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What I learned using generative AI to analyze climate-change communications
Like many of us, I’ve been fascinated by the new crop of generative AI systems emerging recently. The potential to transform how we communicate is significant.
As someone seeped in climate-change communications, I am curious to see how we can use these systems to improve how we talk and write about humanity’s biggest challenge. In this two-part blog, I’m going to show how I’ve been interacting with one system in particular and the insights it’s producing.
What do our computer overlords think about the latest IPCC report?
The great hulking behemoth of climate comms is arguably the Intergovernmental Panel on Climate Change (IPCC) reports. I used Humata to analyze the latest Summary for Policymakers—the most readily intelligible and widely-read of all the IPCC reports. Humata is a large language model tailored to academic/research publications. A recent recommendation in the New York Times turned me onto it, so I was curious to see how it handles the big fish of climate comms.
The first thing to note is that Humata’s user interface is a bit buggy. It was initially unable to read the PDF of the AR6 Synthesis Report Summary for Policymakers (the most recent one, released in March 2023). I opened a help ticket with the company and it took them a few days to get back to me, although they were ultimately able to foist it into the system.
Humata’s platform also tripped up on a few queries I tried to feed it, asking me to refresh and input my query again (and again and again). Although it eventually managed to provide answers, it’s definitely still ironing out the kinks.
A climate-comms co-pilot?
The scientific nature of climate change means that reports like the Summary grab a lot of attention when released. Yet few have the time or interest to read every word, and even those that do often struggle over the rather prolix way the IPCC presents information. Platforms like these could provide a helpful tool for journalists and other climate-watchers in digesting major findings.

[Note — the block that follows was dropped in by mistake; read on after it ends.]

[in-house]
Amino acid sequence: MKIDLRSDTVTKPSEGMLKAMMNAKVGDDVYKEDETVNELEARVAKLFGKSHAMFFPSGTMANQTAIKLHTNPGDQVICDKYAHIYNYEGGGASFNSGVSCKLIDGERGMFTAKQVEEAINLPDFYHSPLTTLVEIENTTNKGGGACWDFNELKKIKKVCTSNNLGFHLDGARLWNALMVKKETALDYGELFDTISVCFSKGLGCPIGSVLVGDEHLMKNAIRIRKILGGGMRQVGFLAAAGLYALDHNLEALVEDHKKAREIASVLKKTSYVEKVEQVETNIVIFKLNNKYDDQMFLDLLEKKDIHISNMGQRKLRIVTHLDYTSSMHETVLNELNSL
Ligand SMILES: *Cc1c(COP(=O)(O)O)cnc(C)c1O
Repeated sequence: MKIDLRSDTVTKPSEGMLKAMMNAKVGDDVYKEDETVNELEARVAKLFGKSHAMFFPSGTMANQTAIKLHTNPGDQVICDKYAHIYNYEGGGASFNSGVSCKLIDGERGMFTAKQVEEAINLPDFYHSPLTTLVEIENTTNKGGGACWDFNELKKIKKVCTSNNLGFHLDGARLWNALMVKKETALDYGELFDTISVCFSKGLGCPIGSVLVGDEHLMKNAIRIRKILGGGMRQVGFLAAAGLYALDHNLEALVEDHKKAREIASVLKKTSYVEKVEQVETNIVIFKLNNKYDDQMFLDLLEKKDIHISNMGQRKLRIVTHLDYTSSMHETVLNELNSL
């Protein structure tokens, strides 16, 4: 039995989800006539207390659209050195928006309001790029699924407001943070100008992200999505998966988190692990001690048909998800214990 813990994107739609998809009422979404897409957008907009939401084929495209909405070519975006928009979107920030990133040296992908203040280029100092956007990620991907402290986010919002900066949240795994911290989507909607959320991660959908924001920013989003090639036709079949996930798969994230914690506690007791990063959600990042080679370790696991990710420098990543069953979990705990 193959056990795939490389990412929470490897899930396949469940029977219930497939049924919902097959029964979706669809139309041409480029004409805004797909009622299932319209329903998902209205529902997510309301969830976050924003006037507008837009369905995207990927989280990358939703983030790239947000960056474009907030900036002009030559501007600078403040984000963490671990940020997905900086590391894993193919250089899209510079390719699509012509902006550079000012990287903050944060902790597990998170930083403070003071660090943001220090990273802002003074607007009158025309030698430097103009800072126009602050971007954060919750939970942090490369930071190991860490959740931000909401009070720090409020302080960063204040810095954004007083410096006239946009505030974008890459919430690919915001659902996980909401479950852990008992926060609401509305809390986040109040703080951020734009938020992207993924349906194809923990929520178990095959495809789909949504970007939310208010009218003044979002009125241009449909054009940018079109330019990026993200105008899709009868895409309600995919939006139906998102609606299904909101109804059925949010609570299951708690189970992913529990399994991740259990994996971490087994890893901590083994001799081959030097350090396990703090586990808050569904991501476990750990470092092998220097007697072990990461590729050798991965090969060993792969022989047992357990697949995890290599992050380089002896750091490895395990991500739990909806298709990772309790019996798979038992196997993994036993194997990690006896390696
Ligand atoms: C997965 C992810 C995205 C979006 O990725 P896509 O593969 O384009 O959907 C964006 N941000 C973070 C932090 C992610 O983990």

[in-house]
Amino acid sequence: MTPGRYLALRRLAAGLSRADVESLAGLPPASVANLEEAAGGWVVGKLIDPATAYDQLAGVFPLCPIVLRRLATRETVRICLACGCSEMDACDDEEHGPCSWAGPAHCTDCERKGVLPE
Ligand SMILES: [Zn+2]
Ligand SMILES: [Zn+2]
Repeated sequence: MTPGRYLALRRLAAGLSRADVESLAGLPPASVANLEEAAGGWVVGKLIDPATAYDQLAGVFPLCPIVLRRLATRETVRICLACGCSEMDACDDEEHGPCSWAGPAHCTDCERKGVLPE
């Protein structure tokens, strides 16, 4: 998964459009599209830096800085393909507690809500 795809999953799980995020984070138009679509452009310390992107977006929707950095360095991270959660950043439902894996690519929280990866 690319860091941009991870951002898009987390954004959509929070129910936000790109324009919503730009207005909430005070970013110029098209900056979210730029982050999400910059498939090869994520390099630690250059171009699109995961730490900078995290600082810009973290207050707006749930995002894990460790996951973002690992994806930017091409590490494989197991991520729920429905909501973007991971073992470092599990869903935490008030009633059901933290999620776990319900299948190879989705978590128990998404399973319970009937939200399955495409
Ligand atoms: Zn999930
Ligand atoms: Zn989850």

Indeed, I generally found Humata useful in deciphering, decoding, and analyzing the Summary. My insights fall into three main categories: navigating the report, generating insights and improving climate communications. I’ll cover each one in turn:
How can people use it to navigate reports like these?
A report of this magnitude tends to cover a lot of ground, and it’s easy to get lost. The lack of a table of contents adds to the feeling that you’re stepping into a thicket without a clear guide. Humata is like an indexer on steroids. Say you were interested in finding specific climate mitigation strategies. There is indeed a section toward the end entitled “Current Mitigation Progress, Gaps and Challenges”, but the large blocks of text punctuated by parenthetical phrases indicating confidence detract from readability. It also doesn’t help that the authors pepper insights about mitigation throughout other sections on the report.
Humata, however, produced a succinct ten-point list of mitigation strategies identified in the report—a clear improvement over typing “mitigation” into Adobe Acrobat’s text search field and parsing through the 107 results. Humata also appends footnotes that include the specific section of the report from which it generated its finding, although this feature is still bit buggy (some of the footnotes were incomplete, for instance).
How can people use it to draw insights from reports like these?